From around 150 initial applications, 30 candidates are invited for a first-round interview with three junior members. Here they're given 25 minutes to prepare a response to a problem question. Rather than testing legal knowledge the exercise is designed to find out “if candidates can persuasively articulate their views and withstand scrutiny as to why they might be wrong,” Mumford tells us. That doesn't mean interviewees should bullishly persist if they realise they're on the wrong track though. As Mumford explains: “Identifying and quickly conceding where you've gone wrong can be as good as getting the answer right.”

From here, ten to 12 candidates return for a second interview with a larger panel, which includes some QCs. This time applicants have 90 minutes to prepare a response to a more detailed problem question, testing whether they can “digest technically complex facts, spot the issues, and construct and articulate a coherent, persuasive and intelligent view." The advice on how to get through this stage is as follows: "Don't get too bogged down in the law as we're looking at the quality of your reasoning rather than whether it's legally correct.”

“Transitioning from academic law to the practice of law isn't always easy and ultimately, we're about the latter,” says pupillage committee member David Mumford.

Maitland Chambers

7 Stone Buildings,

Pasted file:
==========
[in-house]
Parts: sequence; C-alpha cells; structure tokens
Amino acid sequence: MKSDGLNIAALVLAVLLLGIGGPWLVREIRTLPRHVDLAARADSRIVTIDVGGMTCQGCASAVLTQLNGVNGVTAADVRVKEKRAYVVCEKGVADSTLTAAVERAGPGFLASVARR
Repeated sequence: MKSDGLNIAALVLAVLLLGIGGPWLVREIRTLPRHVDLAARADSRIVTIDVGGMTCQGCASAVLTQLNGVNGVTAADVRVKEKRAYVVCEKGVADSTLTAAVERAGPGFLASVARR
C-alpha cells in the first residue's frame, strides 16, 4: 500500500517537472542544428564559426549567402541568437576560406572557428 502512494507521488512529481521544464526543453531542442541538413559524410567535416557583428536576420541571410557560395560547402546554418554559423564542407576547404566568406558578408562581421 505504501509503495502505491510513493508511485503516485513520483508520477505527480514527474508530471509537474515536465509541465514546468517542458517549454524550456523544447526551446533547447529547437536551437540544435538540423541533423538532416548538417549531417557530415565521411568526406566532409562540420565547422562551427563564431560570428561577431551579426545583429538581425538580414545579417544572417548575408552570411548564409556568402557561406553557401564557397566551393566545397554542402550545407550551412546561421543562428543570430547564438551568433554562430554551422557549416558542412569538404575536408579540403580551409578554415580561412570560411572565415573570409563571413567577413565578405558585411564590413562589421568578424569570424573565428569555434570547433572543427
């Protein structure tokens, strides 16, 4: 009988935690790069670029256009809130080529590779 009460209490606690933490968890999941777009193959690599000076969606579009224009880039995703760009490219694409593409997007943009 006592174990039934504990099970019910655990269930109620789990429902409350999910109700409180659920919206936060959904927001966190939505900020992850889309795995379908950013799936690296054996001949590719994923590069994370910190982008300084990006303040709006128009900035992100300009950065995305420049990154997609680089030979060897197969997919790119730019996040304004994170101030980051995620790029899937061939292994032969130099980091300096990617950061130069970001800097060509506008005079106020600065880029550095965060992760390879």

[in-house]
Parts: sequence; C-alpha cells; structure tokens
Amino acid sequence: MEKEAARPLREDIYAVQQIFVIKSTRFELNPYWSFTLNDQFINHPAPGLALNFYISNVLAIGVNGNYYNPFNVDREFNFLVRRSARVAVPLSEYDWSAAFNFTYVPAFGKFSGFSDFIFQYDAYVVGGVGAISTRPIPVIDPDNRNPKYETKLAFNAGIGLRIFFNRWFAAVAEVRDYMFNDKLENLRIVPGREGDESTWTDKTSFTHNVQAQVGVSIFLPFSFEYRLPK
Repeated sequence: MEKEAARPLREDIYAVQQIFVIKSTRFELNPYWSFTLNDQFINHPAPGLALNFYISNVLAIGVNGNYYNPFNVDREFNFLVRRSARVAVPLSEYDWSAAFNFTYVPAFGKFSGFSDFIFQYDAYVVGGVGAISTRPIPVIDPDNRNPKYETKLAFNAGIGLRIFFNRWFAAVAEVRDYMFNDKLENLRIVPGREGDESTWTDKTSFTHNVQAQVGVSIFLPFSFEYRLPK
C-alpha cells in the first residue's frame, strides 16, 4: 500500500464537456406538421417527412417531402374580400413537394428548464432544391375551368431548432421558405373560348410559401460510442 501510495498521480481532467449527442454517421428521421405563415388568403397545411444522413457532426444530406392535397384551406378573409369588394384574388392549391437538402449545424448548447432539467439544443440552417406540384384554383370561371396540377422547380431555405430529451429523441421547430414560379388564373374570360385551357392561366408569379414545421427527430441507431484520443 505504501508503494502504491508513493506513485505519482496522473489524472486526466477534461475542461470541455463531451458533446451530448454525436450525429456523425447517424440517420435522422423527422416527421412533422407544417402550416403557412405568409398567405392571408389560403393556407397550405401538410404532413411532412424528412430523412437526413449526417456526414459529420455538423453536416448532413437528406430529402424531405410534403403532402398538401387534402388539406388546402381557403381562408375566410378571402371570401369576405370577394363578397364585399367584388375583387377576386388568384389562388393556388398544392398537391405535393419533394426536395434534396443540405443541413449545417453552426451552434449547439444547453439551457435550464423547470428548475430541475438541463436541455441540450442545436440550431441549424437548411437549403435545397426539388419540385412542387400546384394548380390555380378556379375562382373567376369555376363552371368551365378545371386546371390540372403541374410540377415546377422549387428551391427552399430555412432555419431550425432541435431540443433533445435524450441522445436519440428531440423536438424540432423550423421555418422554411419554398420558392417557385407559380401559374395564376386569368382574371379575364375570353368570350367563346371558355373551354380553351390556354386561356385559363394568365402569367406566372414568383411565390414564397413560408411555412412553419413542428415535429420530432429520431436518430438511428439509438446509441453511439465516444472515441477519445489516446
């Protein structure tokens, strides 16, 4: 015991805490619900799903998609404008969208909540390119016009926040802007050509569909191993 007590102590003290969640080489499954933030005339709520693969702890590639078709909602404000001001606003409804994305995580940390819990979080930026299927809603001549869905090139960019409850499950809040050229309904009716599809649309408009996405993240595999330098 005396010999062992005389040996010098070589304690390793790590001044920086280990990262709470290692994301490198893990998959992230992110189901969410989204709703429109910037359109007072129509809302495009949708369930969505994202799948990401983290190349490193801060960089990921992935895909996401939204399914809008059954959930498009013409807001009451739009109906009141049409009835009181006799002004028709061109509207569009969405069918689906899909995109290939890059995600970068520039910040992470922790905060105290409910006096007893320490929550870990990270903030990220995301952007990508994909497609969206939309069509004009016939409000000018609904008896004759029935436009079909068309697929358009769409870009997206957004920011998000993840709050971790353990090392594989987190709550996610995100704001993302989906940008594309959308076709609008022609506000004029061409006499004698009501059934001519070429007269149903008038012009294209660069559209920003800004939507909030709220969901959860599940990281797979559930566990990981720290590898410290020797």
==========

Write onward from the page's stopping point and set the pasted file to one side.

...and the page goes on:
Lincoln's Inn,

  • No of silks 30
  • No of juniors 41
  • No of pupils up to 3
  • Contact Valerie Piper, pupillage secretary, [email protected]
  • Method of application see chambers’ website from October 2016
  • Pupillages (pa) up to 3 funded
  • Income £65,000 pa
  • Tenancies in last three years 6 

Chambers profile

Chambers UK has rated Maitland in the top rank of commercial Chancery sets every year since 2001.

Type of work undertaken

Maitland is instructed on a wide range of business and property related cases – from major international commercial litigation to disputes over the family home. Its core areas of practice include commercial litigation, banking, financial services and regulation, civil fraud, insolvency and restructuring, media law, pensions, professional negligence, real property, charity law, trusts and tax. Much of the set’s work is done in London (as well as in other parts of England and Wales), although instructions often have an international aspect, involving acting for clients and appearing in court abroad. Chambers’ work is predominantly concerned with dispute resolution; but it also does non-contentious work in the private client field.